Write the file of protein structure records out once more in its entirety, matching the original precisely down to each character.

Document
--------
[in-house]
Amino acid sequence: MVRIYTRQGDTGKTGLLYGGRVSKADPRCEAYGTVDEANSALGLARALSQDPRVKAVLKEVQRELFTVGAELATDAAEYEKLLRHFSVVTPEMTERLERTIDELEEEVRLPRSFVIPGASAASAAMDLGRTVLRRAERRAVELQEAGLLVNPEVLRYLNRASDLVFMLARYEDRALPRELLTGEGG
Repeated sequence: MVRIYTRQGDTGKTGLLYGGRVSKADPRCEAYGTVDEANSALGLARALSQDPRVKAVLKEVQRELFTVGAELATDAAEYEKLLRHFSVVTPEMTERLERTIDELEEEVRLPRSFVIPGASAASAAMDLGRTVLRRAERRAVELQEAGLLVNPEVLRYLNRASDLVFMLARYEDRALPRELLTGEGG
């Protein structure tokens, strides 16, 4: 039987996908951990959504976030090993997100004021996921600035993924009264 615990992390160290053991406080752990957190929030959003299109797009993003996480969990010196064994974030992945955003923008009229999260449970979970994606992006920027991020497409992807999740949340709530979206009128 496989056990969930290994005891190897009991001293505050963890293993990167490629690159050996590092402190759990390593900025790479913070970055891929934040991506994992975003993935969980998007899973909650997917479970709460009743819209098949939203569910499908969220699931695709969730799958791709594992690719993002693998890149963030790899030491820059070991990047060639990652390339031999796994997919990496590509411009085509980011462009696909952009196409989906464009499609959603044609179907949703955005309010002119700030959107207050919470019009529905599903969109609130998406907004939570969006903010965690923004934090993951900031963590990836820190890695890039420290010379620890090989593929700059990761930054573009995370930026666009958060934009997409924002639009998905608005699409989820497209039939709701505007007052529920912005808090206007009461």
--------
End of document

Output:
[in-house]
Amino acid sequence: MVRIYTRQGDTGKTGLLYGGRVSKADPRCEAYGTVDEANSALGLARALSQDPRVKAVLKEVQRELFTVGAELATDAAEYEKLLRHFSVVTPEMTERLERTIDELEEEVRLPRSFVIPGASAASAAMDLGRTVLRRAERRAVELQEAGLLVNPEVLRYLNRASDLVFMLARYEDRALPRELLTGEGG
Repeated sequence: MVRIYTRQGDTGKTGLLYGGRVSKADPRCEAYGTVDEANSALGLARALSQDPRVKAVLKEVQRELFTVGAELATDAAEYEKLLRHFSVVTPEMTERLERTIDELEEEVRLPRSFVIPGASAASAAMDLGRTVLRRAERRAVELQEAGLLVNPEVLRYLNRASDLVFMLARYEDRALPRELLTGEGG
């Protein structure tokens, strides 16, 4: 039987996908951990959504976030090993997100004021996921600035993924009264 615990992390160290053991406080752990957190929030959003299109797009993003996480969990010196064994974030992945955003923008009229999260449970979970994606992006920027991020497409992807999740949340709530979206009128 496989056990969930290994005891190897009991001293505050963890293993990167490629690159050996590092402190759990390593900025790479913070970055891929934040991506994992975003993935969980998007899973909650997917479970709460009743819209098949939203569910499908969220699931695709969730799958791709594992690719993002693998890149963030790899030491820059070991990047060639990652390339031999796994997919990496590509411009085509980011462009696909952009196409989906464009499609959603044609179907949703955005309010002119700030959107207050919470019009529905599903969109609130998406907004939570969006903010965690923004934090993951900031963590990836820190890695890039420290010379620890090989593929700059990761930054573009995370930026666009958060934009997409924002639009998905608005699409989820497209039939709701505007007052529920912005808090206007009461």